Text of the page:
Leaky Gut Syndrome FAQ: I Love My Pizza, But Does Gluten Cause Leaky Gut Syndrome? by Gastro MD
The more technical term for what we commonly call leaky gut syndrome (LGS) is “increased intestinal permeability.” Leaky gut syndrome is a condition in which food proteins, toxins, microbes and waste products make their way past the thin layer of cells that line your intestines into your bloodstream. LGS may be caused by food sensitivities or allergies, such as gluten and gluten sensitivity, that produce inflammation in the gut lining.
While leaky gut syndrome usually manifests as a digestive-related problem, about 30 percent of people with the condition do not have any gastrointestinal symptoms.
What Are the Symptoms of Leaky Gut Syndrome?
Leaky gut syndrome can create a host of different symptoms, including:
- abdominal pain
- altered bowel habits
Other health conditions can result from the systemic inflammation associated with LGS, including:
Does Gluten Cause Leaky Gut Syndrome?
Studies by researchers at Columbia University Medical Center suggest that people who are sensitive to wheat are at higher risk of developing leaky gut syndrome. The study involved 80 subjects with non-celiac wheat sensitivity (NCWS). Blood tests of the 80 subjects with NCWS showed elevated markers of inflammation throughout the body, along with high markers of leaky gut.
Therefore, researchers concluded that gluten, a protein found in wheat, does not necessarily cause LGS. Rather, there is a higher risk of increased intestinal permeability if you have existing wheat or gluten sensitivity or allergy.
In gluten-sensitive people, gluten causes the gut to become inflamed in a way that interrupts nutrient absorption and damages the lining of their intestines. This damage allows gluten particles and other harmful substances to seep through the damaged layer of the intestinal cell lining. A leaky gut is also susceptible to invasion from harmful bacteria like Candida albicans, which can cause a host of other health issues, including:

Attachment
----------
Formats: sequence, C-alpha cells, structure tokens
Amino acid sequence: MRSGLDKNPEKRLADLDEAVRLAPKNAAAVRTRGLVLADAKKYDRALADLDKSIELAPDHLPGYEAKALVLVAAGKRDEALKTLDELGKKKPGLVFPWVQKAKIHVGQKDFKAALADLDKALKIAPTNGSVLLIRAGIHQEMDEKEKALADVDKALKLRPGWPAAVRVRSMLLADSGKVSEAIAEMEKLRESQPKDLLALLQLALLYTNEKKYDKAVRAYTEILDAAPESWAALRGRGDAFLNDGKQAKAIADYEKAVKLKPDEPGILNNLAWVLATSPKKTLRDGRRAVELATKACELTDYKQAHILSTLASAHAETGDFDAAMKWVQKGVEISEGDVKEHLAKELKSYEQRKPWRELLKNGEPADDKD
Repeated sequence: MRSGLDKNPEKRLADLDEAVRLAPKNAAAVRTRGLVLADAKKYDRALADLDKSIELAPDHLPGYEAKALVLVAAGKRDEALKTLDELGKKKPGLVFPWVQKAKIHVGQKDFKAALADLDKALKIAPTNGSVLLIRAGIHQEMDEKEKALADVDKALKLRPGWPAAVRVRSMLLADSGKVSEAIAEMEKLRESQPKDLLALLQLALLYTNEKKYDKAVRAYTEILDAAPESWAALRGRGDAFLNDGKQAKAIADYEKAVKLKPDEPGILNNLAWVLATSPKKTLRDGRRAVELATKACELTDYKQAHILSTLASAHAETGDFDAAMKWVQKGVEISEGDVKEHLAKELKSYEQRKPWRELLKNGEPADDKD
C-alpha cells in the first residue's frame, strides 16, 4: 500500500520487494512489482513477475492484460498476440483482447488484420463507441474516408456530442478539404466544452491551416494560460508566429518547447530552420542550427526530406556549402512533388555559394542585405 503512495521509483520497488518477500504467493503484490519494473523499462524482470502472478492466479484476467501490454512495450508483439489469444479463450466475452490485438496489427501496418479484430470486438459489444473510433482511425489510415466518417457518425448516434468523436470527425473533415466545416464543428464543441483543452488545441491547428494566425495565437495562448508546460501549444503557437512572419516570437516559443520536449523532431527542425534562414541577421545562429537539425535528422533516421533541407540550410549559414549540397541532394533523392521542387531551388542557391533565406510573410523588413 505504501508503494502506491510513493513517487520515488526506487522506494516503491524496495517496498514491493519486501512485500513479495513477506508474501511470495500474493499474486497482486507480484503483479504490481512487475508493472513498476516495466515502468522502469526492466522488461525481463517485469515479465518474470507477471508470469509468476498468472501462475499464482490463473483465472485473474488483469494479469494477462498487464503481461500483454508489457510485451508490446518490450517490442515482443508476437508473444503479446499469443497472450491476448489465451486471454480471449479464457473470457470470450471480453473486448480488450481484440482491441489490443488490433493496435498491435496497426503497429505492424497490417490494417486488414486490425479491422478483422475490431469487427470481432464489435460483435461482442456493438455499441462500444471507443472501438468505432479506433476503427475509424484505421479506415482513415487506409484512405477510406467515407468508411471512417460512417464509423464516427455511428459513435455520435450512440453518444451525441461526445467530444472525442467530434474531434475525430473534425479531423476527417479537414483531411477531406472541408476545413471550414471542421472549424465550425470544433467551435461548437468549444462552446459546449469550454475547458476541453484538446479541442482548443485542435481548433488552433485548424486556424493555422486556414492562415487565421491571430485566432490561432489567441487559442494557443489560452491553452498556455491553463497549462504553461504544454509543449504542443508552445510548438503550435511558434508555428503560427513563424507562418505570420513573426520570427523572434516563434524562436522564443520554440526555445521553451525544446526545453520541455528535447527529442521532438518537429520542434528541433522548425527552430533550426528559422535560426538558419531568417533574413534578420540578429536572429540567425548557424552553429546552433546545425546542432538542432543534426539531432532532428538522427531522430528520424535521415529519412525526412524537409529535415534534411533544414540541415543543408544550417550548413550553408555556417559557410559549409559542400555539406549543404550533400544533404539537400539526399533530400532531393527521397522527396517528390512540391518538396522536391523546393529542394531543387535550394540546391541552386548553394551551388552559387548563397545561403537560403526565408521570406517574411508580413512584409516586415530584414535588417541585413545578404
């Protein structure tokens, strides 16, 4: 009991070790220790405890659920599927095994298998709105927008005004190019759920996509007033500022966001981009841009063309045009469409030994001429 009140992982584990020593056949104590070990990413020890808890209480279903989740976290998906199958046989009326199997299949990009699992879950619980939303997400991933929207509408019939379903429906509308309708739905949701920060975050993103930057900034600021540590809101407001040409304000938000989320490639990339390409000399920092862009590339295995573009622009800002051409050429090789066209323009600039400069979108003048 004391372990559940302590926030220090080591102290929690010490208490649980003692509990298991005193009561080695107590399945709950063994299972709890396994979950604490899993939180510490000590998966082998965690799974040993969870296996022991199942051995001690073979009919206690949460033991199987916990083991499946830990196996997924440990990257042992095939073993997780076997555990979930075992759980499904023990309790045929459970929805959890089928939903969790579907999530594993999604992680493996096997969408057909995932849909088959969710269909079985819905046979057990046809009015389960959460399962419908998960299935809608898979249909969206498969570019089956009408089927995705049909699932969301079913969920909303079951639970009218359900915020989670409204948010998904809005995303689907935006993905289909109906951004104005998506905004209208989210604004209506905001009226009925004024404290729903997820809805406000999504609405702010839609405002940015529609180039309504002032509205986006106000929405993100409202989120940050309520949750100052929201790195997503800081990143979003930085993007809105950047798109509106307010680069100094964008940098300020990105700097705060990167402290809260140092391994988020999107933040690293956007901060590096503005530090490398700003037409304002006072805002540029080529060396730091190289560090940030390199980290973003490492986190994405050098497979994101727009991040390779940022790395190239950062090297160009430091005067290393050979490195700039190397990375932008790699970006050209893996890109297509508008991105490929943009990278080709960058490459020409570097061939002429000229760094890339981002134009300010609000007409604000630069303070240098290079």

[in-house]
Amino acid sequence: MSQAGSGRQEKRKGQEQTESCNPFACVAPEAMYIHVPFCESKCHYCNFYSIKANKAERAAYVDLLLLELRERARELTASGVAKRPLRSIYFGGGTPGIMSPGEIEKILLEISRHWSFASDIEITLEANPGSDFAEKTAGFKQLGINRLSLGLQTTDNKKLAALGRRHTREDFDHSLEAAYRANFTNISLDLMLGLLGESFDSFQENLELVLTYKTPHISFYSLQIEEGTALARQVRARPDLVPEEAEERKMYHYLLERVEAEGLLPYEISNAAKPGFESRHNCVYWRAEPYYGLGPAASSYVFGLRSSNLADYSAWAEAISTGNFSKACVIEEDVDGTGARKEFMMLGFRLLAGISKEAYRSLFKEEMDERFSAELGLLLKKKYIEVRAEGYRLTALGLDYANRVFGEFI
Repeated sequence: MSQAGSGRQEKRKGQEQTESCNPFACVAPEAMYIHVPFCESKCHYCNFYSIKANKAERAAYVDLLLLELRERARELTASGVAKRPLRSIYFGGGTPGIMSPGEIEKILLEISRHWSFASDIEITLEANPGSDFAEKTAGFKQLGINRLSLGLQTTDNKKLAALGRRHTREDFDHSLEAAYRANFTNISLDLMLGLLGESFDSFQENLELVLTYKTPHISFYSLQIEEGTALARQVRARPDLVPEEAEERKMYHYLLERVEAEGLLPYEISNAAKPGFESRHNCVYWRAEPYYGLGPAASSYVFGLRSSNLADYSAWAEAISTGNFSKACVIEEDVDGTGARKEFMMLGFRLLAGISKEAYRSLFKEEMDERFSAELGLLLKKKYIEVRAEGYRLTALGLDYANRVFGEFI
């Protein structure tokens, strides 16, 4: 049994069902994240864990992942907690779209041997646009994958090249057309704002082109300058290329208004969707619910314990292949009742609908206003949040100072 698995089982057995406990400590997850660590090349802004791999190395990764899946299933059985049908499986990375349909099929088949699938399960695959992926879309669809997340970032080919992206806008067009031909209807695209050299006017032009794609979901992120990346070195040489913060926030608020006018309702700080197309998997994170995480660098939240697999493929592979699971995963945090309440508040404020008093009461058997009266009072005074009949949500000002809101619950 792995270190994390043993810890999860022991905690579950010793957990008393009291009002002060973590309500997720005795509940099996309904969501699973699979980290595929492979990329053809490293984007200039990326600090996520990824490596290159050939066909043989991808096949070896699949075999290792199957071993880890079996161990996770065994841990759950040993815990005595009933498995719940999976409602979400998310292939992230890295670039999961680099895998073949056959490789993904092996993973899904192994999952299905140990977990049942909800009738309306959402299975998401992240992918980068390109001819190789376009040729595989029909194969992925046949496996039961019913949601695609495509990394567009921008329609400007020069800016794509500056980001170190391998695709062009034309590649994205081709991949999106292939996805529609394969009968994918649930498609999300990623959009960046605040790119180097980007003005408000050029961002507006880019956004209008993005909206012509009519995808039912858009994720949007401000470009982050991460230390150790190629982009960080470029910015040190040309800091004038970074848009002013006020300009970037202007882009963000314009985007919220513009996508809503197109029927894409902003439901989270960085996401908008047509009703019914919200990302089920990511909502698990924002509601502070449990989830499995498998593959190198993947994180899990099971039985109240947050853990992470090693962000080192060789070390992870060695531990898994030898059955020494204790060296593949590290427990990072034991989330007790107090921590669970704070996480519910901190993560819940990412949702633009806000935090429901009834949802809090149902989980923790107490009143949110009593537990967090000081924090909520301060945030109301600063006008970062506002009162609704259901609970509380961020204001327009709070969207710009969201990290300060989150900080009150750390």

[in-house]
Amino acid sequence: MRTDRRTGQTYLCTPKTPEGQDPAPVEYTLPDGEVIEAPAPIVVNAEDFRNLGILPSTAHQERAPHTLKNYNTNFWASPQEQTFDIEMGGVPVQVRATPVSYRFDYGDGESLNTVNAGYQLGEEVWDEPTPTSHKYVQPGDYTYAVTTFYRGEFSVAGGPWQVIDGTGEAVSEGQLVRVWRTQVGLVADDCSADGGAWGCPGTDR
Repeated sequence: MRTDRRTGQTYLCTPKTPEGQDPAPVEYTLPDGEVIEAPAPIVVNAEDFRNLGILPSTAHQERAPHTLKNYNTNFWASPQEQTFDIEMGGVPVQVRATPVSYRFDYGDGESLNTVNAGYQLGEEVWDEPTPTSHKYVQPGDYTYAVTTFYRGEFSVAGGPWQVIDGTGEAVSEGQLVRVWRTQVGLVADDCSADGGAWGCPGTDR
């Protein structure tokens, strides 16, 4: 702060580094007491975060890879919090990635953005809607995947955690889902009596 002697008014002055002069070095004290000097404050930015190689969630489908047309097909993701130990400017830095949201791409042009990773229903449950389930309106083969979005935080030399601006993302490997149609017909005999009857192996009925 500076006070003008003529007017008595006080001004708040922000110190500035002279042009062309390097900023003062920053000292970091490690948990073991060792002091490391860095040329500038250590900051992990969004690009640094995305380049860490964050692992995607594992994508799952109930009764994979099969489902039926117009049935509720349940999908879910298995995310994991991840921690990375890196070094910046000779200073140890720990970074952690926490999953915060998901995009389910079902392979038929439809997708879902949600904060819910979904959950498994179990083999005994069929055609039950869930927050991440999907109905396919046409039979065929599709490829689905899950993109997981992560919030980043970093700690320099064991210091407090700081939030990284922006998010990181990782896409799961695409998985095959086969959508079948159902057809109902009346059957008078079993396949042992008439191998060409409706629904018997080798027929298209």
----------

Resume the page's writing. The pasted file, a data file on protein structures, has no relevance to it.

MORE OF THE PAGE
- brain fog
- chronic fatigue syndrome
- arthritis joint pain
- skin problems such as psoriasis
How Do I Know if I’m Gluten Sensitive?
Gluten sensitivity or intolerance can range from a mild sensitivity to full-blown celiac disease. Gluten is a protein found in many foods, including wheat and barley, pasta and some cereals. Gluten is what gives bread its chewy texture and makes it rise when baked. Gluten gives food elasticity, which helps maintain its shape during cooking.
Because gluten-containing grains are often used to make bread and breakfast cereal, you have likely encountered food containing gluten by now. Many people don't realize they have a sensitivity to gluten and think they're having other stomach issues since the most common symptoms of gluten sensitivity are bloating, diarrhea, constipation and stomach pain. For those who can't tolerate gluten, it can also produce skin irritation which leaves itchy red patches on the skin.
There are no specific biomarkers that can be found in tests to diagnose gluten intolerance or NCWS. It is only diagnosed from your self-reported information and excluding other causes.
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